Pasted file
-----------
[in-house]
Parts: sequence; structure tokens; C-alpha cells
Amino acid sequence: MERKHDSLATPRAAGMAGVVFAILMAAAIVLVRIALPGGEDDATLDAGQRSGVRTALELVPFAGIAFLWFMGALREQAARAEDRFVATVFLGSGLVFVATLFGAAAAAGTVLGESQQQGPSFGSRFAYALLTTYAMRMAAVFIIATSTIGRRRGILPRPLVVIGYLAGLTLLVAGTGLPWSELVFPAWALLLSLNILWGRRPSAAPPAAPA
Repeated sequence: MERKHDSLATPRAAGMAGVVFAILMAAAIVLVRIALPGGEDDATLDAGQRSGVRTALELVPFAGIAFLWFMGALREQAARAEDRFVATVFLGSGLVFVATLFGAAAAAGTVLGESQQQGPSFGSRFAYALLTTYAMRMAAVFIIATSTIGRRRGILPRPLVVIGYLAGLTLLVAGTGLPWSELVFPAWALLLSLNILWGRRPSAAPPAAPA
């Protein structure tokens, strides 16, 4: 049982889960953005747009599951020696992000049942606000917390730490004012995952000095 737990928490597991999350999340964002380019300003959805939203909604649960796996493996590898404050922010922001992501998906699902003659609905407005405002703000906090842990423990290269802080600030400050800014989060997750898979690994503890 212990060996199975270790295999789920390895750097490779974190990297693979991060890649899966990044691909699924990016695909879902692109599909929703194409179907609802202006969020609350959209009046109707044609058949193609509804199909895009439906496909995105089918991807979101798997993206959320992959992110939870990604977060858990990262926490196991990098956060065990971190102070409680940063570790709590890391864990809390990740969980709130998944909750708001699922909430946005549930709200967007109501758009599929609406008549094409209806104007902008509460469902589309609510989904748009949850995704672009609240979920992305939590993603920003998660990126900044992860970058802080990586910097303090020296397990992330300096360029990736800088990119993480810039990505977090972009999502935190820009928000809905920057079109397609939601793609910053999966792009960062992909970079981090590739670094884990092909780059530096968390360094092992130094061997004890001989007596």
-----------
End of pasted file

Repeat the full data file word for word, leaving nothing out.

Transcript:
[in-house]
Parts: sequence; structure tokens; C-alpha cells
Amino acid sequence: MERKHDSLATPRAAGMAGVVFAILMAAAIVLVRIALPGGEDDATLDAGQRSGVRTALELVPFAGIAFLWFMGALREQAARAEDRFVATVFLGSGLVFVATLFGAAAAAGTVLGESQQQGPSFGSRFAYALLTTYAMRMAAVFIIATSTIGRRRGILPRPLVVIGYLAGLTLLVAGTGLPWSELVFPAWALLLSLNILWGRRPSAAPPAAPA
Repeated sequence: MERKHDSLATPRAAGMAGVVFAILMAAAIVLVRIALPGGEDDATLDAGQRSGVRTALELVPFAGIAFLWFMGALREQAARAEDRFVATVFLGSGLVFVATLFGAAAAAGTVLGESQQQGPSFGSRFAYALLTTYAMRMAAVFIIATSTIGRRRGILPRPLVVIGYLAGLTLLVAGTGLPWSELVFPAWALLLSLNILWGRRPSAAPPAAPA
């Protein structure tokens, strides 16, 4: 049982889960953005747009599951020696992000049942606000917390730490004012995952000095 737990928490597991999350999340964002380019300003959805939203909604649960796996493996590898404050922010922001992501998906699902003659609905407005405002703000906090842990423990290269802080600030400050800014989060997750898979690994503890 212990060996199975270790295999789920390895750097490779974190990297693979991060890649899966990044691909699924990016695909879902692109599909929703194409179907609802202006969020609350959209009046109707044609058949193609509804199909895009439906496909995105089918991807979101798997993206959320992959992110939870990604977060858990990262926490196991990098956060065990971190102070409680940063570790709590890391864990809390990740969980709130998944909750708001699922909430946005549930709200967007109501758009599929609406008549094409209806104007902008509460469902589309609510989904748009949850995704672009609240979920992305939590993603920003998660990126900044992860970058802080990586910097303090020296397990992330300096360029990736800088990119993480810039990505977090972009999502935190820009928000809905920057079109397609939601793609910053999966792009960062992909970079981090590739670094884990092909780059530096968390360094092992130094061997004890001989007596």